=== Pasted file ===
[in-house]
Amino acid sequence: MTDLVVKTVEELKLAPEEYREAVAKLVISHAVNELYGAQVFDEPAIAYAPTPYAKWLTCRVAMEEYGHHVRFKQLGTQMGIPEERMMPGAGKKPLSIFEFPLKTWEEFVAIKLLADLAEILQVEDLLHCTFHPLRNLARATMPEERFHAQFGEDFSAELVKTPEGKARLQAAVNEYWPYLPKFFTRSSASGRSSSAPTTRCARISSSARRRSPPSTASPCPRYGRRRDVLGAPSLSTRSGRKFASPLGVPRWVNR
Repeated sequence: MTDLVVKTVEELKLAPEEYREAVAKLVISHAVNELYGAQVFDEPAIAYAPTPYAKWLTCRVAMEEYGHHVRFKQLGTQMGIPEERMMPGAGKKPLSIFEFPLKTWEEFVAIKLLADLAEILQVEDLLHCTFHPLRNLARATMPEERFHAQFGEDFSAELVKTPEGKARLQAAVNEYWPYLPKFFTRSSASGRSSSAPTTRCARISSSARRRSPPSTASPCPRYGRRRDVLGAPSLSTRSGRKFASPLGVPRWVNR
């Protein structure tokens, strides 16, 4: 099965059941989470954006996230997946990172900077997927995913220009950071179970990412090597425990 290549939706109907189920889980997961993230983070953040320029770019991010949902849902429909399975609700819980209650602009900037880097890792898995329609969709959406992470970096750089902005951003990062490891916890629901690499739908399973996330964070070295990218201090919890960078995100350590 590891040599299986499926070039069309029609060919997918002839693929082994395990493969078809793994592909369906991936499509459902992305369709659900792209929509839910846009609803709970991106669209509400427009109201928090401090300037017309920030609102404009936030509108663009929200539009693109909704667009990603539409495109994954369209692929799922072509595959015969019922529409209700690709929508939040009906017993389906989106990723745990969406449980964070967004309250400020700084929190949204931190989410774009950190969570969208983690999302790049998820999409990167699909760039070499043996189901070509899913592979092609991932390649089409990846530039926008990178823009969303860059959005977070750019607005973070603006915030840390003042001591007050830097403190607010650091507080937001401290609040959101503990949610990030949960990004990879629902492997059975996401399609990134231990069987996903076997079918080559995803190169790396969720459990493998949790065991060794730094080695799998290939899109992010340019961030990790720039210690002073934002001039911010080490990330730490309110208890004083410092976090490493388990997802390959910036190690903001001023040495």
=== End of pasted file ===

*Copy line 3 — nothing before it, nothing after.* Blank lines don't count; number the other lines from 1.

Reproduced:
Repeated sequence: MTDLVVKTVEELKLAPEEYREAVAKLVISHAVNELYGAQVFDEPAIAYAPTPYAKWLTCRVAMEEYGHHVRFKQLGTQMGIPEERMMPGAGKKPLSIFEFPLKTWEEFVAIKLLADLAEILQVEDLLHCTFHPLRNLARATMPEERFHAQFGEDFSAELVKTPEGKARLQAAVNEYWPYLPKFFTRSSASGRSSSAPTTRCARISSSARRRSPPSTASPCPRYGRRRDVLGAPSLSTRSGRKFASPLGVPRWVNR